The Dakar Agreement of 2000 was a pivotal moment in the history of African education. It was a joint commitment between African governments, UNESCO, and a variety of civil society organizations to achieve universal access to education and improve the quality of education on the continent. The agreement was named after the city of Dakar, Senegal, where it was signed at the World Education Forum.
The Dakar Agreement was a response to the education crisis that many African countries were facing. The crisis was characterized by high rates of illiteracy, low access to quality education, and inadequate resources for education. The agreement aimed to address these challenges by setting ambitious goals and targets for education development in Africa.
One of the key goals of the Dakar Agreement was to achieve universal primary education by 2015. This meant that every child in Africa should have access to free and compulsory primary education by 2015. The agreement also aimed to eliminate gender disparities in education and ensure that girls had equal access to education as boys.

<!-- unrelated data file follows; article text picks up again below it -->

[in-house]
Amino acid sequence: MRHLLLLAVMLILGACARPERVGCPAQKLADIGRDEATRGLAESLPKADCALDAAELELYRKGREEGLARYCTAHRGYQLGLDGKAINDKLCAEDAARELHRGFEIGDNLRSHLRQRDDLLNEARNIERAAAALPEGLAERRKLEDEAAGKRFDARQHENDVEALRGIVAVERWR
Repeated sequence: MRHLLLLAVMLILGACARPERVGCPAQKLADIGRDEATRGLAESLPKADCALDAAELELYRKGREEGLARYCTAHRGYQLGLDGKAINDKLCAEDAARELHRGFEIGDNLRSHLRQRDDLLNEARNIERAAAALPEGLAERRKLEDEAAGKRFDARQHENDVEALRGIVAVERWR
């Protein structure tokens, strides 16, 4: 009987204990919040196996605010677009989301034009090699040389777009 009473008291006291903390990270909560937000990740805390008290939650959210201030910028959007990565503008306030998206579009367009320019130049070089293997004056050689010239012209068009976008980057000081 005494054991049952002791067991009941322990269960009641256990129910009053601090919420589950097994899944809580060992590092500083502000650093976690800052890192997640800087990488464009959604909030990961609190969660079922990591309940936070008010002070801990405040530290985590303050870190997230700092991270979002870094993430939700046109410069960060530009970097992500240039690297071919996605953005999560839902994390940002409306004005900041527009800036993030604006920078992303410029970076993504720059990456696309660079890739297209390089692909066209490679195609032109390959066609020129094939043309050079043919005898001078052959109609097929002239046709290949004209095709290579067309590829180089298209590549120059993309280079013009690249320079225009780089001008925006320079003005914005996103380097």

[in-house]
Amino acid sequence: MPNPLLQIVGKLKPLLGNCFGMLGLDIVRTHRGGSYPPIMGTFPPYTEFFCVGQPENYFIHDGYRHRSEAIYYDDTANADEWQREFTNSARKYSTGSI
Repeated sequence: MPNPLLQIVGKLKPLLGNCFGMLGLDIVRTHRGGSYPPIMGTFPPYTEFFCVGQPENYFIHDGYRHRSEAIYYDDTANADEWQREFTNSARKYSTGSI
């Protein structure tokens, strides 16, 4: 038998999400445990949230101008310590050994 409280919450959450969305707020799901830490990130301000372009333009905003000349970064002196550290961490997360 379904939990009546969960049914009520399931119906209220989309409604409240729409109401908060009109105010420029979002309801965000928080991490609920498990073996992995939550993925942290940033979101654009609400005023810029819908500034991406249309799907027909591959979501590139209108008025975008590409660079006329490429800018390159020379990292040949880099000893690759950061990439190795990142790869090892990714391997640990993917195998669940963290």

Another goal of the Dakar Agreement was to improve the quality of education in Africa. This included providing teachers with better training and support, improving the curriculum to make it more relevant to African contexts, and ensuring that schools had adequate resources and infrastructure.
To achieve these goals, the Dakar Agreement called for increased investment in education. African governments committed to allocating at least 20% of their national budgets to education. International donors were also called upon to increase their support for education development in Africa.
The Dakar Agreement has had a significant impact on education development in Africa. Many countries have made progress towards achieving universal primary education, reducing gender disparities, and improving the quality of education. However, there is still much work to be done, especially in the areas of early childhood education, secondary education, and tertiary education.
As we approach the deadline for the Dakar Agreement in 2015, it is important to reflect on the progress that has been made and the challenges that still remain. The agreement has set a high standard for education development in Africa, and it is up to governments, civil society organizations, and international donors to continue working together to ensure that every child in Africa has access to quality education.